Japan In Bloom

15 Apr 2024 by Yi-Hwa Hanna
Japan In Bloom (Image: Richie Chan/Adobe Stock)

On any given year, from late March to around mid-May, all over Japan you will find groups of people huddled together in parks and public gardens, with a picnic blanket and food and drinks, enjoying an intimate moment with nature as they pause to enjoy the crisp spring air, and the delicate scent of cherry blossoms on the breeze. This centuries-old practice is called hanami, or “flower viewing”, and it is a treasured part of the annual cherry blossom season that Japan has become famous for during the springtime season.

The cherry blossom, or sakura as it’s known in Japanese, is the national flower of Japan, and the flower has now become almost synonymous with Japanese culture. Hanami is the name used for its viewing by day; at night, the practice is called yozakura, and both customs have been celebrated since the Nara period in 710 to 794 CE, when it is said that members of the imperial court and elite classes of Japan would gather to enjoy poetry and fine beverages underneath plum blossom trees at the turning of the season. Over time, the cherry blossom began to attract more attention than the plum blossom, and the practice has since evolved into the one that is still followed in modern times. In fact, in the current day, this season is so widely appreciated that each year, an estimated 63 million people travel to view these flowering trees both domestically and internationally – and in doing so, spend around US$2.7 billion within the country.

With recent statistics showing that Japan’s tourism is flourishing – it’s now officially back at its pre-pandemic levels, with an estimated 2,688,100 international visitors predicted in 2024 – it seems that cherry blossoms are not the only things that are blooming in the country right now. There has been such a large influx of tourists in recent years that in order to counteract potentially negative side-effects on local infrastructure and services, and to preserve quality of life for residents, new measures have been introduced in popular cities including Tokyo and Kyoto. The tourism ministry’s overtourism prevention plan includes an increase in bus and taxi fleets – particularly in busy areas during their most popular seasons – while also encouraging travellers to visit some of the country’s lesser-known areas, to distribute the spread of people. New initiatives have also been introduced for “Hands-Free Tourism”, through luggage storage and delivery services that enable tourists to travel from place to place more easily without the need to schlep heavy luggage with them – and in doing so, reducing the time they take to move around public transport, and lessening its knock-on effect on congestion.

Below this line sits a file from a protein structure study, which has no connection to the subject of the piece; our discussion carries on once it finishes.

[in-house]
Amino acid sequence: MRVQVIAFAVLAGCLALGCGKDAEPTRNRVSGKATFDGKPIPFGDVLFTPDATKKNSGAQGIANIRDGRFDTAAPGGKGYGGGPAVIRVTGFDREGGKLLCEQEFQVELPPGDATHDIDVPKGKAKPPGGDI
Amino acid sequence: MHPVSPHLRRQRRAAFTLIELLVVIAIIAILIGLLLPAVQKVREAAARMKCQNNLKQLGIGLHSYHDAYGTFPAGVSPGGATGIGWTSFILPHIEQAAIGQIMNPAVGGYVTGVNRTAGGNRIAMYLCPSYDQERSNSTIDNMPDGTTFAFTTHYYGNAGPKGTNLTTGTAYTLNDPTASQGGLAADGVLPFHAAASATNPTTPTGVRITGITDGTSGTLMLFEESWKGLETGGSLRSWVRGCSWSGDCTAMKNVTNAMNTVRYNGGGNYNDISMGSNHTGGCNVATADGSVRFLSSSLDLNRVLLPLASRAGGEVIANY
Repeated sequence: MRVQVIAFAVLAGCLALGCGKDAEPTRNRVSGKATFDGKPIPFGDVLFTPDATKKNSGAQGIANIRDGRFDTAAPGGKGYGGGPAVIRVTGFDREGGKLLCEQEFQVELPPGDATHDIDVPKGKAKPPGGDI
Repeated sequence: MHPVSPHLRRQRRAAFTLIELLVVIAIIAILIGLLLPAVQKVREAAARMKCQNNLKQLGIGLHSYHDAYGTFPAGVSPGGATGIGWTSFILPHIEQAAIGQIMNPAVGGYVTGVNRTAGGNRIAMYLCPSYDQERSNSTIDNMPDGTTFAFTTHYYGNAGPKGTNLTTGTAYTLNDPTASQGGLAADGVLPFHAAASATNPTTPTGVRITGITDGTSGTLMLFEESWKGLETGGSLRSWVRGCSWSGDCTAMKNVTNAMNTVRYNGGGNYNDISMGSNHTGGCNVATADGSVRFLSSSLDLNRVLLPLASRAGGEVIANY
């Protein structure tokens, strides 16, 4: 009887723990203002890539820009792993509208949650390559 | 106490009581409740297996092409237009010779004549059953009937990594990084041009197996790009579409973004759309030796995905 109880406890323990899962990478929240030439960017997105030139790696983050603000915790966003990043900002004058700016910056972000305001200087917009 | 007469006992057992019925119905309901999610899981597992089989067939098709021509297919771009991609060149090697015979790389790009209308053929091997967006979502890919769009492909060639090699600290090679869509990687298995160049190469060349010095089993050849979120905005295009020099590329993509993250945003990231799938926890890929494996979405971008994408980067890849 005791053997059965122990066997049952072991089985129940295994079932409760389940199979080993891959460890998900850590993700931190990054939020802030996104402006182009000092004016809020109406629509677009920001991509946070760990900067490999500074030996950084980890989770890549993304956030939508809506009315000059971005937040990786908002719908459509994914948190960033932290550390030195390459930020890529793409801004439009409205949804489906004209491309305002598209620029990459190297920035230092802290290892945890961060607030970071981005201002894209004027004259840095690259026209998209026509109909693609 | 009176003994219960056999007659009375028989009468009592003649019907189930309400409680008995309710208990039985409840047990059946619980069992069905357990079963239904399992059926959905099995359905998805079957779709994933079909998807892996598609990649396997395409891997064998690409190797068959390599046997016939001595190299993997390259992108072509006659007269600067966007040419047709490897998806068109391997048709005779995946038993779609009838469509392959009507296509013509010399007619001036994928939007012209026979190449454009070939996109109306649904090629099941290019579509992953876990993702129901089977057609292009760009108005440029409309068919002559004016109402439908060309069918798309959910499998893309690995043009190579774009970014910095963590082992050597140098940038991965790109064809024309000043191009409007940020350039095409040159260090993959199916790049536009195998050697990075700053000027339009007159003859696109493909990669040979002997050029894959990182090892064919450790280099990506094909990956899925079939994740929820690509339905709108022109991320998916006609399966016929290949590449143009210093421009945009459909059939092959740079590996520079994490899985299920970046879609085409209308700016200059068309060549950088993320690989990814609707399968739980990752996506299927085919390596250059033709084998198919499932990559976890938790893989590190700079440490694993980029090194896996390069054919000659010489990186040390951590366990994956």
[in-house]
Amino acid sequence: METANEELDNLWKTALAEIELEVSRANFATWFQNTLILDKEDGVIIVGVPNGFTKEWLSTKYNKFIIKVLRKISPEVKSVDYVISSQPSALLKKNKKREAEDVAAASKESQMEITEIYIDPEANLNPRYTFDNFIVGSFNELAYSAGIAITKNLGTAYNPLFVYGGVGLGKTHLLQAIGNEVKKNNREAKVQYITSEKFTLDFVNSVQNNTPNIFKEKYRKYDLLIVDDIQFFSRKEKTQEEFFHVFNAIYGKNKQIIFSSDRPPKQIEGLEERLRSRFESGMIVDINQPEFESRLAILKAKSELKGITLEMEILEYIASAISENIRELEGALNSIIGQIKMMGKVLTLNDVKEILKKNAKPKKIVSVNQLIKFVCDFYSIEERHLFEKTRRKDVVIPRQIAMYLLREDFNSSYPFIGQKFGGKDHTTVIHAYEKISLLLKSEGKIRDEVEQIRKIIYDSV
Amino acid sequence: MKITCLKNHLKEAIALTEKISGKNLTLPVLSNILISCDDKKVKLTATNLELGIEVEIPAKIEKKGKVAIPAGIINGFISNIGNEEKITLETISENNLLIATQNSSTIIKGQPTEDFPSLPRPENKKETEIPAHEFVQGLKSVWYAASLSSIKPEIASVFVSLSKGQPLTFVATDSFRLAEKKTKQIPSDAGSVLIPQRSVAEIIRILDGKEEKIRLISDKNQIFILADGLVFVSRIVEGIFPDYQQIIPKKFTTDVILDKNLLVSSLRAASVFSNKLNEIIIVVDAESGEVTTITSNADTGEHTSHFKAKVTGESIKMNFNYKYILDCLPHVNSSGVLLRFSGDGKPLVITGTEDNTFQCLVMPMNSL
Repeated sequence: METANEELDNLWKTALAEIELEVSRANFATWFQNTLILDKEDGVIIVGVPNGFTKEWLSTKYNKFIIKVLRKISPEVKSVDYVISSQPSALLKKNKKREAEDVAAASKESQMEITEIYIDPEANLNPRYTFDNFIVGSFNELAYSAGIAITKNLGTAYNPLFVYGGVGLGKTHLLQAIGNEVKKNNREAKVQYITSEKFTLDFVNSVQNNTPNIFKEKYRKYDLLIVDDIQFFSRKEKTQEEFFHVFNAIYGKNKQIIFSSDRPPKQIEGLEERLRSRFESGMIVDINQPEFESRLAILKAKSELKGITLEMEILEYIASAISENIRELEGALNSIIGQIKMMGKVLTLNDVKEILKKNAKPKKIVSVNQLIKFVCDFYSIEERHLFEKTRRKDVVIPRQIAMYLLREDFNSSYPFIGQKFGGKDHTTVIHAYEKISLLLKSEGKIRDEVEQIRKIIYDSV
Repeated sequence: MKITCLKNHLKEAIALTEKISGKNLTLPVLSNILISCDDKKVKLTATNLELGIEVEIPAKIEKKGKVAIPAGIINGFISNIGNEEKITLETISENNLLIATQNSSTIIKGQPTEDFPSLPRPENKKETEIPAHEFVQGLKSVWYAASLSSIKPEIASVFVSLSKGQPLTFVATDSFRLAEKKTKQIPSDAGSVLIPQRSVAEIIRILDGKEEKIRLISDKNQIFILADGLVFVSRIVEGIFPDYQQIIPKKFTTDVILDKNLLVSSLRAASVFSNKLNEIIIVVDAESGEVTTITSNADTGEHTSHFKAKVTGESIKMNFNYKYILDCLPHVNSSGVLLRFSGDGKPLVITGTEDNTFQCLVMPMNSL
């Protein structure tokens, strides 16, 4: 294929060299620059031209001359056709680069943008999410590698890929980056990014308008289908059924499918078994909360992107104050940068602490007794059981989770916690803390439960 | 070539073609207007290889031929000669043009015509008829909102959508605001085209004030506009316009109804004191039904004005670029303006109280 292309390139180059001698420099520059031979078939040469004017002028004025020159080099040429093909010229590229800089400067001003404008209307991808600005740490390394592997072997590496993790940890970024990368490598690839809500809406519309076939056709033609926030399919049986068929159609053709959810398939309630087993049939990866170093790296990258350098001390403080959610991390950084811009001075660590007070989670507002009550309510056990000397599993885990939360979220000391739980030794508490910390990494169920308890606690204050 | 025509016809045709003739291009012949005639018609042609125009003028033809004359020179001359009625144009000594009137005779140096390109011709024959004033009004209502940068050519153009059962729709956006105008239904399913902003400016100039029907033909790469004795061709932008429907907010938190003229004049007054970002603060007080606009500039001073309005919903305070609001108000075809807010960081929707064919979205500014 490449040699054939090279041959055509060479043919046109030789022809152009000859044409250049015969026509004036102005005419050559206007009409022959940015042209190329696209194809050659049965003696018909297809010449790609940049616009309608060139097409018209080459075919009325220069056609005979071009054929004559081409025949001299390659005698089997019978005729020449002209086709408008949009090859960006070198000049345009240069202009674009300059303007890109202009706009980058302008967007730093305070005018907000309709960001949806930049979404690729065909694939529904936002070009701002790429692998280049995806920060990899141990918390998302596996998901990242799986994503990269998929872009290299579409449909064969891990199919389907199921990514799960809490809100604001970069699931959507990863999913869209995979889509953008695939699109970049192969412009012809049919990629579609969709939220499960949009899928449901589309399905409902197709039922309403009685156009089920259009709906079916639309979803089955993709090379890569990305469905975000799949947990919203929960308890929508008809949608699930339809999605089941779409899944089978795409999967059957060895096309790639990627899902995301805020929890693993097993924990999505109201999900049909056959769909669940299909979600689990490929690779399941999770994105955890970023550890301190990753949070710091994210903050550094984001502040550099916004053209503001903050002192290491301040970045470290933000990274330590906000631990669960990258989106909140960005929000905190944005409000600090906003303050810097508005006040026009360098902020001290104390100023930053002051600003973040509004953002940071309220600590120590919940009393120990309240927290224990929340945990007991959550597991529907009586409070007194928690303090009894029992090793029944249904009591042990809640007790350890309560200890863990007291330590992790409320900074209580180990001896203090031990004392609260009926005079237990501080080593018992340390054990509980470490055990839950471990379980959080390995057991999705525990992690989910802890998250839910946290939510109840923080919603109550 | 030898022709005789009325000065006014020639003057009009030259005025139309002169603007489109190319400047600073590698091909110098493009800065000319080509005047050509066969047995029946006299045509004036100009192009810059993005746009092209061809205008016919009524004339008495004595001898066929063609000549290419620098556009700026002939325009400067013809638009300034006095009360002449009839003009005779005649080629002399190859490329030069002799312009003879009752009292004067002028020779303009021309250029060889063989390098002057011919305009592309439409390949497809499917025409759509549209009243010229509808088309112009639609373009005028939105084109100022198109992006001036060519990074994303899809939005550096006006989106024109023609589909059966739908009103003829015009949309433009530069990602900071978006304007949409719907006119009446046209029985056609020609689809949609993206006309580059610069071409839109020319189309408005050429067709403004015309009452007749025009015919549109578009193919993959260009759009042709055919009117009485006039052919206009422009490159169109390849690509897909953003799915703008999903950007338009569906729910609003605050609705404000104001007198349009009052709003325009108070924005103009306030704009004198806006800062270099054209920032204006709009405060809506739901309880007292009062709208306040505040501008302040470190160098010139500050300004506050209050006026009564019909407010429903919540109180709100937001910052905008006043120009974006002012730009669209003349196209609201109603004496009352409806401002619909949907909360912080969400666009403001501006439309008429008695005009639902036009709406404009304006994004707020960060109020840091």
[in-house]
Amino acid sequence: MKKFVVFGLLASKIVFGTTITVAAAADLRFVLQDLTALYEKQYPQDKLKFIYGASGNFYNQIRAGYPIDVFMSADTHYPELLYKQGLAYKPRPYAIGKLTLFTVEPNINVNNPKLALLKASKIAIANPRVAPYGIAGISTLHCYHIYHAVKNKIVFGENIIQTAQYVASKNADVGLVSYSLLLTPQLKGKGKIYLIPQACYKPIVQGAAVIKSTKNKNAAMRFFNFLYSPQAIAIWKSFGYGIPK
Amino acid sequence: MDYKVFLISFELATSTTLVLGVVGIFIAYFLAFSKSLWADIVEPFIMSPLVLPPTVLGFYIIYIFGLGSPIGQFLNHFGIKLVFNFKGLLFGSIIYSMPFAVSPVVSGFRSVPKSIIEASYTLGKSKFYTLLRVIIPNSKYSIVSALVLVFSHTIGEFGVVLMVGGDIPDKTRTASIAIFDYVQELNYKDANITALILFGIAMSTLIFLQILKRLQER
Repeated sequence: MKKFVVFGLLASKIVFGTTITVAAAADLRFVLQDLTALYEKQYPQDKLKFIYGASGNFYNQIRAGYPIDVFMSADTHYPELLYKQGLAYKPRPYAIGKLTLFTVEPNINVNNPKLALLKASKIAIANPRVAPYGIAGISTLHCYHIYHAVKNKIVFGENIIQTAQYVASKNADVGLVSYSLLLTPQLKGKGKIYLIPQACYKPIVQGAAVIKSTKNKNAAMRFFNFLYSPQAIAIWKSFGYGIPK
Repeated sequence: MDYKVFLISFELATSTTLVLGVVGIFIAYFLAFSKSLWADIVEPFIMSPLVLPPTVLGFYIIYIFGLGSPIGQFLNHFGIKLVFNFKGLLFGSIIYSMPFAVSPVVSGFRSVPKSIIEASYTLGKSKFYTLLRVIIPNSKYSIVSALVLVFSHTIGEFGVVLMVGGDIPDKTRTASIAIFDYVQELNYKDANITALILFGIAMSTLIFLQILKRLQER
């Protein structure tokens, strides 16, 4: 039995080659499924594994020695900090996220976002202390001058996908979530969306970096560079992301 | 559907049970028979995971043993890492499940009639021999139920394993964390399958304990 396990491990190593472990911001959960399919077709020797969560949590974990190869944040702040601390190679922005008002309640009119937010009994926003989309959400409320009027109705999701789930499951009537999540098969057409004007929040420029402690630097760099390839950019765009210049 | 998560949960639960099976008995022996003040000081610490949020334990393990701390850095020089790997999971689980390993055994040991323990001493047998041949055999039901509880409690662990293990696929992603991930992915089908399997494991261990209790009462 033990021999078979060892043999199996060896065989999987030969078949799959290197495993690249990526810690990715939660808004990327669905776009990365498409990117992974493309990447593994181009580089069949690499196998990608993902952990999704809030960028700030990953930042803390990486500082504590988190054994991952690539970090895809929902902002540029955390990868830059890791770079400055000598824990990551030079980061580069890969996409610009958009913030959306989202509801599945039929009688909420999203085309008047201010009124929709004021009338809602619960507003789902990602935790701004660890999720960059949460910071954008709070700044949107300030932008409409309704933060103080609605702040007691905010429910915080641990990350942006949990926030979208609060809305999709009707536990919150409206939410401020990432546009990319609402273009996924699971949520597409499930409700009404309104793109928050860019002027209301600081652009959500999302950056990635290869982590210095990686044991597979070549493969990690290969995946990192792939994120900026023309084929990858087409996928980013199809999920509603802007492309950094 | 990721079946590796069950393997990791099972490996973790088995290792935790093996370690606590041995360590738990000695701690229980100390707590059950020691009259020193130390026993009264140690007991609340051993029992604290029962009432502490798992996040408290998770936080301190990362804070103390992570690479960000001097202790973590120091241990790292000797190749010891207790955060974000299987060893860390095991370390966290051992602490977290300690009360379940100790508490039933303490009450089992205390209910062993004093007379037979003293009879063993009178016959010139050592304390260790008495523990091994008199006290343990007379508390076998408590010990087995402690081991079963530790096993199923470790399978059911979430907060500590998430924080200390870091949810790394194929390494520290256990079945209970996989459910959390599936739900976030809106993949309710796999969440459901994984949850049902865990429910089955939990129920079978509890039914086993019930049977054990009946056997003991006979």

Japan In Bloom (Image: tawatchai1990/Adobe Stock)

So what can this meteoric comeback be attributed to? To start with, despite the event being pushed back by a year due to the pandemic, city-wide investments for the 2020 Summer Olympics left behind improved infrastructure that had been in the works for years since the hosting designation was announced, including multiple new skyscrapers, green spaces, and sport and education facilities. Work on a new Shinagawa Station, which began in 2017, is still ongoing, and its completion date is currently being planned for 2027 or 2028, to coincide with the opening of the ultrafast Chuo Shinkansen Line that will connect Tokyo to Nagoya, Mie, Nara, and Osaka. When complete, the Shinagawa Station project will transform the surrounding area into a bustling urban neighbourhood with offices, hotels, a large pedestrian deck, and an international exhibition hall.

The pandemic pause rebounded with a later surge, with many international visitors having shifted their travels from 2020 and 2021 to 2022 and 2023. In a world where travel-related online content is often dominated by quirky, unusual, and “won’t-see-it-anywhere-else” experiences, many of Japan’s unique offerings, served with its stunning backdrops that seamlessly blend both modern city vibes and plenty of lush nature, have easily gone viral on social media. And while Japan once had a reputation of being prohibitively expensive for many, this too has changed in recent years – in fact, the 2024 annual Holiday Money Report from the UK Post Office, which creates a Worldwide Holiday Costs Barometer by calculating and comparing the average costs of visiting tourist attractions and dining out, among other factors, has named Tokyo the fourth most affordable place to visit in the world this year.

Japan In Bloom (Image: tawatchai1990/Adobe Stock)

And it’s not only tourists who are benefiting – these changes have also made Japan’s capital city more appealing and accessible for remote workers and business travellers. In 2023, Tokyo was named the fastest-growing destination for digital nomads, following a whopping 369 per cent increase in remote workers since 2022. Business travel to the country took a hit due to the pandemic, with the number of international travellers coming to Japan for business having dropped to 0.02 million in 2021 – a dramatic decrease from 2019’s 1.76 million – but in 2022, this figure crawled back up to 0.42 million, and a number of forward-thinking changes in legislation suggest that this will keep rising in the years to come.